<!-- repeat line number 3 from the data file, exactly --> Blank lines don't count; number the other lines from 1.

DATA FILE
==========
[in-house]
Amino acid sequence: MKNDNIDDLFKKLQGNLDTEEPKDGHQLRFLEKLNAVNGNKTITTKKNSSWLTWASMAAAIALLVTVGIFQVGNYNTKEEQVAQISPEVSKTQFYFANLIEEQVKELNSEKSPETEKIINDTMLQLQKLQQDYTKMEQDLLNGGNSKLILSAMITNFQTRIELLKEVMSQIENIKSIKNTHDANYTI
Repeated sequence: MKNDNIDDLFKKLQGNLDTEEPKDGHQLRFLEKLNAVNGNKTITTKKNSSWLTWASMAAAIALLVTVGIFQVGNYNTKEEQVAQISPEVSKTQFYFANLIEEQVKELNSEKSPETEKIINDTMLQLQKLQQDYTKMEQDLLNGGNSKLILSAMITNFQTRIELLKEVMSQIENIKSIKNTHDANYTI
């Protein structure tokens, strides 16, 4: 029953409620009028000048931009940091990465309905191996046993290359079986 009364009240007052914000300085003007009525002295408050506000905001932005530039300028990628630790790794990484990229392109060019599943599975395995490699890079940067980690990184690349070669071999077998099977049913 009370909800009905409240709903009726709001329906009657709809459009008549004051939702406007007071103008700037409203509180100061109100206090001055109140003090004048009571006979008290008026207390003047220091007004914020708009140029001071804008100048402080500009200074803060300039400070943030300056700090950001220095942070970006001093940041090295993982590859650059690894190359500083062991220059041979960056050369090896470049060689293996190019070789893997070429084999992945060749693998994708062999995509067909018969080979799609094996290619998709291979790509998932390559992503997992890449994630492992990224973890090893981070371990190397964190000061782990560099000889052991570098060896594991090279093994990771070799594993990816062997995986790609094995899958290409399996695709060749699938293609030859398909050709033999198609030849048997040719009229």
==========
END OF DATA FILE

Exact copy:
Repeated sequence: MKNDNIDDLFKKLQGNLDTEEPKDGHQLRFLEKLNAVNGNKTITTKKNSSWLTWASMAAAIALLVTVGIFQVGNYNTKEEQVAQISPEVSKTQFYFANLIEEQVKELNSEKSPETEKIINDTMLQLQKLQQDYTKMEQDLLNGGNSKLILSAMITNFQTRIELLKEVMSQIENIKSIKNTHDANYTI